As for being as fast as the drivers, well, no. That’s not even close to accurate. Most drivers go 30+ at a minimum. Most cyclists won’t hit that unless on a serious descent. So either you’re hammering at phenomenal pro-peloton speeds on the bike, or you’ve found some miraculous group of unusually slow drivers. Near misses tend to involve me less than they tend to involve drivers unsafely passing me riding, or other cyclists. I’ll usually see at least a handful of these unsafe passes resulting in near crashes every time I’m on the road. Be it driving or riding.
        Unfortunately reducing the speed limit has very limited impact as there’s no enforcement up there. The folks that live there (and near there) have literally begged the police to even set up a radar van, they’ve refused. So drivers exceeding the limits are more the norm than the exception.
        Frankly riding Skyline south of Germantown always feels at least a little uncomfortable. South of Thompson it feels like russian roulette. (If I had a choice I wouldn’t do it) With the coming closure of Cornelius Pass planning on routing drivers onto Skyline/Newberry I will be skipping the road completely. Because drivers will be even higher strung than usual and I’m sure there will still be no enforcement.

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          Middle of The Road Guy March 1, 2019 at 9:42 am

          That is pretty much my experiences as well.

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      Duder May 31, 2019 at 7:51 pm

      Good point! You’re just shifting the driving line and corner apex. Though I venture to guess the people cutting over are only doing so because there is no one using it (excepting blind corners which are unsafe to speed on regardless of the road design).

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    GlowBoy February 28, 2019 at 9:01 am

    Having once been road-raged on Skyline, my first thought about adding shoulders was, “great!” But I’ve been swayed the other direction by the comments here. Not sure it would make the road safer. Drivers will be less tolerant of cyclists on any remaining sections without shoulders, and will drive faster and more impatiently.

    As for that section of Scholls Ferry, like MOTRG I’ve never biked it. I would never even THINK of biking that section in its current state. If ever there were a death road, that is one. Anything that could be done to make it even remotely bikeable would be welcome.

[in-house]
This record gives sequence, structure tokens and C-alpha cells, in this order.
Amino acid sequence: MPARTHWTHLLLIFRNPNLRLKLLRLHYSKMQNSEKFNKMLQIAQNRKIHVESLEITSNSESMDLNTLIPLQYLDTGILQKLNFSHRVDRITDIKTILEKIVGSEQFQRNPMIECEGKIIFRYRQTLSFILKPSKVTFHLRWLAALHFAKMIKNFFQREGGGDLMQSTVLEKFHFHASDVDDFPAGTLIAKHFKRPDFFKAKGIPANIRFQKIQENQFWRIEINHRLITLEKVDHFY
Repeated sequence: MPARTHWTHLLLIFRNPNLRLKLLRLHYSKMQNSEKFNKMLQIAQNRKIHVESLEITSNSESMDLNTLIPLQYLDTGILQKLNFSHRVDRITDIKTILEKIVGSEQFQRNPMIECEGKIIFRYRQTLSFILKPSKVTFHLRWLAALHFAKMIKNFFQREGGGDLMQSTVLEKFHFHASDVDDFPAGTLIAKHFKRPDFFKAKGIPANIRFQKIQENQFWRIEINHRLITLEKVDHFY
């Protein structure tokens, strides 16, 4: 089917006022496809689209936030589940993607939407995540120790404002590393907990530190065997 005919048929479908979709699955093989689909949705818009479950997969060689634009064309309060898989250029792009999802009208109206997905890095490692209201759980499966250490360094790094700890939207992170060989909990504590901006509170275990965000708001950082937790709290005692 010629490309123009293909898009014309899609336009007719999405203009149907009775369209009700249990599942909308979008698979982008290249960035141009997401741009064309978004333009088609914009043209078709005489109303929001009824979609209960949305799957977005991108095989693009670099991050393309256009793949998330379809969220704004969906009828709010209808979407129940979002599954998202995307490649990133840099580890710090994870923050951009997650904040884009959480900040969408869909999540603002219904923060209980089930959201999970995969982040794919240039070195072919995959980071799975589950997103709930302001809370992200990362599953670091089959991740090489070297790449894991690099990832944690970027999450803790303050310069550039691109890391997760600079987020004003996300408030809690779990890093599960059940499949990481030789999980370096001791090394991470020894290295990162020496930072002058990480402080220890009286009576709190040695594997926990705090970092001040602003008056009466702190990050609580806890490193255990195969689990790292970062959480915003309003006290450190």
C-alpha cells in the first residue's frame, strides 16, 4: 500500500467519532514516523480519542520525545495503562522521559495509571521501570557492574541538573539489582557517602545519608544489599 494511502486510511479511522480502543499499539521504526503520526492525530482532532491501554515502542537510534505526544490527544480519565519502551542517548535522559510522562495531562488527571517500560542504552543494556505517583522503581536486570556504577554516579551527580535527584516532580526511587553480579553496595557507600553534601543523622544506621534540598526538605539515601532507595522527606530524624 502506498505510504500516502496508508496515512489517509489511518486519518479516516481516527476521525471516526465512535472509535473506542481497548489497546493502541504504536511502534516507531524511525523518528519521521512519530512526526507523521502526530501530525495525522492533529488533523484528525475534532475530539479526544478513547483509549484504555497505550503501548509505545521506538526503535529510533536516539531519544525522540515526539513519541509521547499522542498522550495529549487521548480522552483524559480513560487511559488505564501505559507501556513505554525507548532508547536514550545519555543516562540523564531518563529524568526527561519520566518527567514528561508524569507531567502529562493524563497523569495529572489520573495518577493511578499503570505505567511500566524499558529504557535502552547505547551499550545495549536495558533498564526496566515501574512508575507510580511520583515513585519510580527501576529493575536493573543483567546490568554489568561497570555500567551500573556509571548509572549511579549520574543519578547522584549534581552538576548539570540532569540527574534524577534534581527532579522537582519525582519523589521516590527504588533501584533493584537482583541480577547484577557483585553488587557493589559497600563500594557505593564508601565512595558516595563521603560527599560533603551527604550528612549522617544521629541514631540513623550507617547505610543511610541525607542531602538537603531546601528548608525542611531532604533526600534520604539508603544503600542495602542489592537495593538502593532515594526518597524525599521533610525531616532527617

Finally, as someone who used to frequently ride from the Beaverton-Hillsboro area to Forest Park (and still do occasionally, including just ten days ago) and has found all the possible routes to have various significant problems, I would really love some better connections through Forest Heights.

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      rick February 28, 2019 at 10:38 am

      Please support project 535U for Scholls Ferry. I think 513R is for bike lanes on Miller Road.

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      BradWagon February 28, 2019 at 11:20 am

      When I need a direct route back to South Beaverton I will ride down Scholls Ferry here. It is a fast decent where bike lanes would be even more dangerous than just establishing use of auto lane. Road conditions were not exceptionally bad last time I rode it, even some new pavement recently. Have never gone uphill but with two lanes it’s not totally unreasonable, just unpleasant compared to other options.

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        El Biciclero March 4, 2019 at 5:37 pm

        This is the key to roads like this; it is a vastly different experience traveling in the downhill direction than the uphill. I used to ride down SW Broadway Drive all the time on my former commute, but I would never ride up it. Same with US 26 between Jefferson and the zoo.

        I’ve never actually done it, but descending Scholls Ferry from Sylvan to B-H has always looked like it would be kind of fun to me.

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          David March 4, 2019 at 8:37 pm

          I imagine it would be fun with fewer cars though in traffic there’s a fair amount of stress. From Sylvan to Patton it’s pretty exhilarating because you can easily go the speed of traffic (35+) and the curves aren’t too bad. However once you get past the traffic signal it levels off and cars are either on your tail or passing dangerously. With a lower speed limit on the stretch from Patton to Beaverton-Hillsdale it would be better.

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            rick March 6, 2019 at 7:49 am

            One can time the lights just right to get through the intersection of Scholls Ferry / Raab Road just before the light turns from green to yellow. It leads to a lot less people driving cars right behind you. Most people are courteous on the slower descent that takes place south of Patton Road. It can be a more difficult downhill ride on rush hour because the more frequent red traffic lights at Patton will take away all momentum and speed when riding down Scholls. Unlike all other alternate routes to the Tualatin Valley from Sylvan, Scholls is _the_ route where holding the brakes is least likely to take places. It does have LED-style street lights, but it gets very dark to the south of SW Hamilton Street. Project 535U could change public transit and so many forms of transportation. Three people died in a fast car crash one day after Thanksgiving 2005 on Scholls just past the ODOT facility.

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      Middle of The Road Guy March 1, 2019 at 9:41 am

      Agreed – Scholl’s screams “I want to die on my bike”. Now, if I plummeted off an Italian mountain that is one thing…but not on Scholl’s or Boone’s Ferry.

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        rick March 4, 2019 at 1:32 pm

        Will you support project 535U for SW Scholls Ferry Road ? It could have a wide, shared sidewalk for riding up the hill towards Sylvan.